Buying local. Ha!

I made a foolish resolution last year.  My goal would be to buy American products, and I would buy them at a locally-owned store  if possible.  My idea was this.  I wanted to help America get back on its feet again and help spur the lagging Phoenix economy. I wanted to do this  even if it cost a little more.

I knew that buying American was next to impossible.  Few of the products I like are made in this country.  Products like cameras,  computers and cellphones.  So early on, I trimmed off half the resolution.  I would concentrate on buying local.

Take my attempt to buy an ultra-light tripod for my camera at a Phoenix photography store on Camelback Road.

It is a small store, locally-owned I presumed, in a large and attractive strip mall in an upscale part of town.  It  claims to have been serving Phoenix since 1954.  It has another store in Scottsdale.

I no sooner walked into the shop than the salesman pointed me to what he described as a great deal.  A slightly defective tripod.  It was marked down from $144 to $88.  “I almost bought it myself,” he said.  Normally, his comment would have raised a red flag in my mind.  But I was determined to buy local, and the top-of-the-line tripods were beyond my reach at $225-300 at another locally-owned store.

The tripod’s defect was a missing screw, he said.  What the screw was used for he had no clue.  A customer, he said, had noticed it while shopping.  The salesman put the tripod through the test.  Everything seemed in working order.  So I bought it for almost $100, tax included.

On setting it up for the first time, I noticed the paint on the “quick release platform” was chipped away.  This was not a new tripod with a screw missing.  It was a used tripod.  The salesman had concocted the screw story to deceive.  It was still a useable tripod at a price I could afford.  Although rankled by the lie, I decided to keep the tripod.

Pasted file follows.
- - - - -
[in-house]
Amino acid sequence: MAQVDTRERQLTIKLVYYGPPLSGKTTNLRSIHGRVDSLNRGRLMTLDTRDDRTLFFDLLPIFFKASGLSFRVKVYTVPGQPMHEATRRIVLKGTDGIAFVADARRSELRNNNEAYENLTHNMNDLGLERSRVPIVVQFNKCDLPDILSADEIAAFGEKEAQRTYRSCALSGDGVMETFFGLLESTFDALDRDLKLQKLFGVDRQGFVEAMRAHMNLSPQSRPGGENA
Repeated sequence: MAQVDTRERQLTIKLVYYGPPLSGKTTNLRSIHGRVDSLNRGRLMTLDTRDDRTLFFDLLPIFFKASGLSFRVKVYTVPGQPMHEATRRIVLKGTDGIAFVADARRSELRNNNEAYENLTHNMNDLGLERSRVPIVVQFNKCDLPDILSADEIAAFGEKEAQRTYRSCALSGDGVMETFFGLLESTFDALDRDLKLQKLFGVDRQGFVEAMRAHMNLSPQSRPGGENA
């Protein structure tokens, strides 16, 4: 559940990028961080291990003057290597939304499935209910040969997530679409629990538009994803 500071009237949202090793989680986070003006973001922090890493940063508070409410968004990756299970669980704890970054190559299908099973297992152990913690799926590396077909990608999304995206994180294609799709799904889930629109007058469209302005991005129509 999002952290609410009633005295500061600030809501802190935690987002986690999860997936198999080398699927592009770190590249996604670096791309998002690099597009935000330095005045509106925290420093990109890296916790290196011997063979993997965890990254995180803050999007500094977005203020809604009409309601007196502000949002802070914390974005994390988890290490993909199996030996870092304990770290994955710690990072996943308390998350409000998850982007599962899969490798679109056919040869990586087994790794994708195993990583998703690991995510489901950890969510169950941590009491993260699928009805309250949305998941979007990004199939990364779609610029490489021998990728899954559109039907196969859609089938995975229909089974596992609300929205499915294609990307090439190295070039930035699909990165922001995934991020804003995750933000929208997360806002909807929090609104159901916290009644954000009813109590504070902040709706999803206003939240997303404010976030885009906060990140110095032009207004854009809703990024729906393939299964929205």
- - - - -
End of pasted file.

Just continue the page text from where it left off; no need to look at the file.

And just for kicks I went online to see what I could have really purchased this same tripod for on Amazon.

Amazon listed the price for a new Slik Pro II 3 Way at $95.  No tax, no shipping cost.  In other words I could have had a new Slik tripod for $5 less than I paid for a used one.

But the thing that galled was the blatant dishonesty.  For making a few extra bucks, the camera store lost a customer.  I will not go back there again.  And it makes you wonder.  Why is it that short-term gain means so much?  Why is it honesty and building a long-term customer base means so little?

I think it largely comes down to this.  This camera shop, as small as it is, is too big.  The owner is too far removed and has lost control.  He has allowed a salesman or manager to run it, a hired gun probably working on a commission.  This salesman is now dictating store policy, a policy which likely goes against the grain of ownership.  It is the bane of small business.  Trying to grow and losing quality control at the same time.

And a postscript.  The tripod was made in Thailand.

Advertisements

Leave a Reply

Fill in your details below or click an icon to log in:

WordPress.com Logo

You are commenting using your WordPress.com account. Log Out / Change )

Twitter picture

You are commenting using your Twitter account. Log Out / Change )

Facebook photo

You are commenting using your Facebook account. Log Out / Change )

Google+ photo

You are commenting using your Google+ account. Log Out / Change )

Connecting to %s